The main purpose of documenting employee performance is to help your employee improve. The second purpose is to protect your business in the event of a lawsuit. Documenting performance can’t prevent you from being sued, but it can help you defend against a discrimination or unemployment compensation claim.

Federal and state employment laws protect certain classes of employees in every stage of employment –  from job recruitment to discharge. Those classes include: race, color, religion, sex (including gender identity, sexual orientation, and pregnancy), national origin, age (40 or older), disability or genetic information. When disciplining employees, reprimanding equally is the best way to demonstrate that you are not discriminating against an individual employee. It is also a great method to stamp out implicit bias managers may unknowingly have.

Writing letters of reprimand is time-consuming and can sometimes feel awkward. The best tactic is to be objective and consistent. Create a set of warning letters for the most common offenses at your workplace. Your letter of reprimand should include the following:

1.      Employee name

2.      Warning date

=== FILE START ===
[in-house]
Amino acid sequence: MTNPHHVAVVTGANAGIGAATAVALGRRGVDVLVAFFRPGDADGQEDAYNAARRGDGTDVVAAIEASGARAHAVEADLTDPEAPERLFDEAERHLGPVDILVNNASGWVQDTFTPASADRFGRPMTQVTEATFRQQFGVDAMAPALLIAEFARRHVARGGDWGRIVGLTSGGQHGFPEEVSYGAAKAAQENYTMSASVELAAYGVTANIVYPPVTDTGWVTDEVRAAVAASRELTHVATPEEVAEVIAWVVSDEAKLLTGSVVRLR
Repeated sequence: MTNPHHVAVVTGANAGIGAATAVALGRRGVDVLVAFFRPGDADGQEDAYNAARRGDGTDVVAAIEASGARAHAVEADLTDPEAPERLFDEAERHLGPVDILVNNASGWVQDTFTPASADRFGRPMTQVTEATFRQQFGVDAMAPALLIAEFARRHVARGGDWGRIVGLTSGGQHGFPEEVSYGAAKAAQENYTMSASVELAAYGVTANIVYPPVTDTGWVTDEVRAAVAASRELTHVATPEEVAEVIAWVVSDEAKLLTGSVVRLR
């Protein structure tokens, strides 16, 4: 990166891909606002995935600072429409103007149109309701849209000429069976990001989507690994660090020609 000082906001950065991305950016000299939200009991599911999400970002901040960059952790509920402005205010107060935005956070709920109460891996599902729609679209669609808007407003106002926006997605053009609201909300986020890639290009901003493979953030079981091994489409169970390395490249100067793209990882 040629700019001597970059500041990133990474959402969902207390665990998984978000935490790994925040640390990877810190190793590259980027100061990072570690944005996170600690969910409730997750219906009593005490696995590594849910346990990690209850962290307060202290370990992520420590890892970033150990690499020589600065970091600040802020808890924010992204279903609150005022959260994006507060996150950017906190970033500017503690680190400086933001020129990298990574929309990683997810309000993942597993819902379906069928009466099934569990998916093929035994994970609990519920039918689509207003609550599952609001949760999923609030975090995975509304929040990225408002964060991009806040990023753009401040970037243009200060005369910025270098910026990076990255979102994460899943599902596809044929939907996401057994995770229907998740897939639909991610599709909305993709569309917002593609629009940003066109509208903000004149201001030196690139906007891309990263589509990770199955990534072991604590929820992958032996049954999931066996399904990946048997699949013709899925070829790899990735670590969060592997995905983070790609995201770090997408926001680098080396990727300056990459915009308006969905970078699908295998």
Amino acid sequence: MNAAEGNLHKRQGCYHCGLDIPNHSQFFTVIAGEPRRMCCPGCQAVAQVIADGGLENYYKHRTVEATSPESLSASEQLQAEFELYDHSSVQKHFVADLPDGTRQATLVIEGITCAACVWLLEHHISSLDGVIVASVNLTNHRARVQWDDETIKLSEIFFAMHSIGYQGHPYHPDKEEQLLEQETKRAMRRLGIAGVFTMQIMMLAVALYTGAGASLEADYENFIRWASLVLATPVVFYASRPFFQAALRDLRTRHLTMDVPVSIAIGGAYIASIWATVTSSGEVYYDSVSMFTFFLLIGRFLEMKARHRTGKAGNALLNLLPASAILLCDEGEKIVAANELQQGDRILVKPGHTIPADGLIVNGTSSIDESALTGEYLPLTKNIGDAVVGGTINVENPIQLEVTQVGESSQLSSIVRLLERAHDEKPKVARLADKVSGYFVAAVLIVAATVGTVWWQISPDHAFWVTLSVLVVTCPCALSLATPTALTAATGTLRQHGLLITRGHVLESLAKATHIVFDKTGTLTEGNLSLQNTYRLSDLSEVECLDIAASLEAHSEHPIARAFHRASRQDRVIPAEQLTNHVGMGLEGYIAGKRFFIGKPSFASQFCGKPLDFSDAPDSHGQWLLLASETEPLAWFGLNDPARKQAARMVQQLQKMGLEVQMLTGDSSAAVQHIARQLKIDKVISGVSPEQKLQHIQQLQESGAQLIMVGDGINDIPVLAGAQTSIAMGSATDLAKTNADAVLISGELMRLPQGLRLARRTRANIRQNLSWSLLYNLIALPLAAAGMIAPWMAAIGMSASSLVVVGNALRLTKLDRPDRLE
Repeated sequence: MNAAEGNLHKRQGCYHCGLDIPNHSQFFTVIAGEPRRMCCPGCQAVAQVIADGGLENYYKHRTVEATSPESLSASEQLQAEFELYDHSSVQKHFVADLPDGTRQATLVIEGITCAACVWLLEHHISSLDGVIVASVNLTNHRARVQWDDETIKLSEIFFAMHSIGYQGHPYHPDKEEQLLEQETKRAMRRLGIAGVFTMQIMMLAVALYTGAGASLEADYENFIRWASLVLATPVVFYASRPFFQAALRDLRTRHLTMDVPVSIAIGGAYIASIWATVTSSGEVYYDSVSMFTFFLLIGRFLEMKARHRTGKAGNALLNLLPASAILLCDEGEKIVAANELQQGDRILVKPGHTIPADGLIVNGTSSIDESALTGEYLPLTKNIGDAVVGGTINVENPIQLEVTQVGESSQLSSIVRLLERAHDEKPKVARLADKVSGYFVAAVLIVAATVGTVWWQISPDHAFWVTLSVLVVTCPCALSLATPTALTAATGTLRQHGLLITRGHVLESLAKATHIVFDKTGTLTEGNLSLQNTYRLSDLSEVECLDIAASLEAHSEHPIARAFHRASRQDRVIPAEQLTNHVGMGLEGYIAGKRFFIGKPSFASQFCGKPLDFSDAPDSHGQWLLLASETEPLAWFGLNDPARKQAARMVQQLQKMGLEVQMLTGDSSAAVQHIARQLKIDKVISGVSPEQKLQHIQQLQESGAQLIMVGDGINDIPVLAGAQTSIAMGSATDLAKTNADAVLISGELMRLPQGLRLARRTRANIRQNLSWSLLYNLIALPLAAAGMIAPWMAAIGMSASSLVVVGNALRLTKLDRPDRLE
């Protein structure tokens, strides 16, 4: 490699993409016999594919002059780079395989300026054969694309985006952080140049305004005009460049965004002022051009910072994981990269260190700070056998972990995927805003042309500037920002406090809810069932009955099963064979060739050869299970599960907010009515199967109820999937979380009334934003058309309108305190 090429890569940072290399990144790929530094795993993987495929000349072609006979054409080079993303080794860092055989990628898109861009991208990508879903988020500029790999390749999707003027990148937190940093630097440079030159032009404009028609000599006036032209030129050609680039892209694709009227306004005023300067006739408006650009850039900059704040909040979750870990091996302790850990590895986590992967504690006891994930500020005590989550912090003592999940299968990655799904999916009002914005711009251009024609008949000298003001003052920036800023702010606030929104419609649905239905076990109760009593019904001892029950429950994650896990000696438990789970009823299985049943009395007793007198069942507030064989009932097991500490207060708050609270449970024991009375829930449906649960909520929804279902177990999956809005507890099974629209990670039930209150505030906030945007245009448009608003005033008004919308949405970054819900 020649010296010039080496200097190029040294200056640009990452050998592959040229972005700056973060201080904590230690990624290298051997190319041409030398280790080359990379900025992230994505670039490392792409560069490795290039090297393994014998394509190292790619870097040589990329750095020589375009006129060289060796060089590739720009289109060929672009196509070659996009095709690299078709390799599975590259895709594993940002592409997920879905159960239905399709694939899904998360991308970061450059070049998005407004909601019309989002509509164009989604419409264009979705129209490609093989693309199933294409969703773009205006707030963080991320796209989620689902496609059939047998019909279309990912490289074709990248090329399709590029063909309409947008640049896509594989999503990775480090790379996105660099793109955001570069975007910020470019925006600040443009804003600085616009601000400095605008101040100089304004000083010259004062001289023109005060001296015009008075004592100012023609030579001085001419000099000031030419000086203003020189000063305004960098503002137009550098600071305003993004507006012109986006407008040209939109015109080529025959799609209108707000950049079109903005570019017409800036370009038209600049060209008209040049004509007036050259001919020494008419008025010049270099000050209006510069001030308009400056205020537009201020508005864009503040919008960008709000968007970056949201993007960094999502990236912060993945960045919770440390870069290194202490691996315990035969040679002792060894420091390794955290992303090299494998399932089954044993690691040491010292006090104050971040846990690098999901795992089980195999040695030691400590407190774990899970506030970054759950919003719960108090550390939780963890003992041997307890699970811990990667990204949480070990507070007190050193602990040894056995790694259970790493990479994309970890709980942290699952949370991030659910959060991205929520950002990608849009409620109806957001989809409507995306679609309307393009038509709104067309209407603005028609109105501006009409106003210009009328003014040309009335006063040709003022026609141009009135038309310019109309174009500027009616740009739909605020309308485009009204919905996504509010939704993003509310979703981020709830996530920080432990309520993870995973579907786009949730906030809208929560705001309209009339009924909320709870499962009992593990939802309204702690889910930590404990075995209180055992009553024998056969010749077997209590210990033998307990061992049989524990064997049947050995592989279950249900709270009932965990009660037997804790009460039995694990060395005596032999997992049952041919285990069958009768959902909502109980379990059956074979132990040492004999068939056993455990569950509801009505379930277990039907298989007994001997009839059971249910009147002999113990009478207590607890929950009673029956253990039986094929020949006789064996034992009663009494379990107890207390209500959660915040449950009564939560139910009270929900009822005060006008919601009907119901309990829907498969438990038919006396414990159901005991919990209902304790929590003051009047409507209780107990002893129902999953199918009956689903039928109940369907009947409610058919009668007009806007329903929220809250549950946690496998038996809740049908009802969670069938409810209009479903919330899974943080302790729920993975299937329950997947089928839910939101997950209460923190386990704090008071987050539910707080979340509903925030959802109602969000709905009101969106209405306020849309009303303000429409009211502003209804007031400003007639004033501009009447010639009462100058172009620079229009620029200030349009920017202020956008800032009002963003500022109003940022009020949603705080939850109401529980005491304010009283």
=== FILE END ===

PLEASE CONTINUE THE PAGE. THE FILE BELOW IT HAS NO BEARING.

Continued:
3.      Violation (citing the section from your employee handbook)

4.      How the employee violated that section

5.      Prior counseling or discipline on this issue

6.      The consequences of the employee’s failure to improve

7.      Employee’s signature

8.      Supervisor’s signature

If an employee refuses to sign the letter of reprimand, have a witness sign and date the letter.

In addition to assisting employers defend against charges of discrimination, documentation of misconduct may help an employer defend a claim for unemployment compensation. Unemployment compensation laws vary from state-to-state. However, the laws generally tend to favor employees. A record demonstrating that an employee was previously reprimanded for misconduct, and then subsequently terminated for that same misconduct, may help the employer defend against a claim for unemployment compensation. Every case is fact-specific, but thorough documentation will go a long way.

Employee attrition is costly. Lawsuits can be even costlier. Think of letters of reprimand as an opportunity to communicate your expectations to your employees. Encourage your employees to stay and improve. You are on the same team. Unfortunately, if your employees repeatedly fail to perform, you must be prepared to switch sides and play defense. Make consistent documentation a part of your game plan.

Need more help drafting letters of reprimand? Contact your HR Consultant.